• Quotable: “And Peter said to them, ‘Repent and be baptized every one of you in the name of Jesus Christ for the forgiveness of your sins and you will recieve the gift of the Holy Spirit.’ ” – Acts 2:38
  • Quotable 2: ” ‘But I do not account my life of any value nor as precious to myself, if only I may finish my course and the ministry that I received from the Lord Jesus, to testify to the gospel of the grace of God.’ ” – Acts 20:24

Epistles by Paul 

Romans12_1045. Romans: So basically, all of the following books in the rest of this blog entry are letters from Paul (formerly Saul, the former naysayer of Christ’s teachings) to various towns and communities as well as individuals. The purpose of Paul’s letter to the Romans was to show that the righteousness of God is found through faith for all who believe.  Paul explains in this letter that we need faith because of the sin we all have. But he also laments that many of his fellow Israelites have not embraced the Gospel.  He concludes the letter by describing how the Gospel should affect one’s everyday life. Seriously, read Romans 12: 9-21 , which describes the “Marks of a True Christian.” It has so much practicality for everyday living and is one of my favorite sections in the Bible.

  • Quotable: “For I consider that the sufferings of this present time are not worth comparing with the glory that is to be revealed to us.  For the creation waits with eager long for the revealing of the sons of God.” – Acts 8:18-19
  • Quotable 2: “I appeal to you therefore, brothers, by the mercies of God, to present your bodies as a living sacrifice, holy and acceptable to God, which is your spiritual worship. Do not be conformed to this world, but be transformed by the renewal of your mind, that by testing you may discern what is the will of God, what is good and acceptable and perfect.” – Acts 12:1-2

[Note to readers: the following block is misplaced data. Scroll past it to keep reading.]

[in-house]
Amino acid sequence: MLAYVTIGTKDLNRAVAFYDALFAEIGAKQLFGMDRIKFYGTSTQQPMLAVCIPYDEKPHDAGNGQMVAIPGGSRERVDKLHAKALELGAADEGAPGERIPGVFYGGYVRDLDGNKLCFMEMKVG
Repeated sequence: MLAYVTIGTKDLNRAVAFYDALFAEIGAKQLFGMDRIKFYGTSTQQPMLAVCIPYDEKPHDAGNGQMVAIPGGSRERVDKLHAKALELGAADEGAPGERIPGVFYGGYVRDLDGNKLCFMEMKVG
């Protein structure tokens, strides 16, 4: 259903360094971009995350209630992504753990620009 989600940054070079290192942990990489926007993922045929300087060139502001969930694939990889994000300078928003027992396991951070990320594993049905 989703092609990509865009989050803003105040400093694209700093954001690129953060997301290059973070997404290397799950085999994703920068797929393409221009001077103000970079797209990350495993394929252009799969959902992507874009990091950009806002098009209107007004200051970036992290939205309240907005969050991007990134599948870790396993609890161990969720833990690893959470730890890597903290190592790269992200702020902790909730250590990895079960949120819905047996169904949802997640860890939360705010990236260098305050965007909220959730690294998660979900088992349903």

46. 1 Corinthians: For historical background, Corinth was on a major trade route in the ancient world, which made it vulnerable to corruption, self-indulgence and immorality. Paul actually planted a church there but it was floundering because of all of these worldly influences. So Paul wrote this letter to address those practical issues that seemed to be dividing the church, such as spiritual gifts, marriage and the resurrection.  He urged the members of this church to be unified so that they could do the worlk of God.  This book also contains the well-known passage about the nature of and importance of love (Chapter 13), which is often read at weddings.

  • Quotable: “No temptation has overtaken you that is not common to man. God is faithful, and he will not let you be tempted beyond your ability, but with the temptation he will also provide the way of escape, that you may be able to endure it.” – 1 Corinthians 10:13
  • Quotable 2: “Be watchful, stand firm in the faith, act like men, be strong. Let all that you do be done in love.” – 1 Corinthians 16:13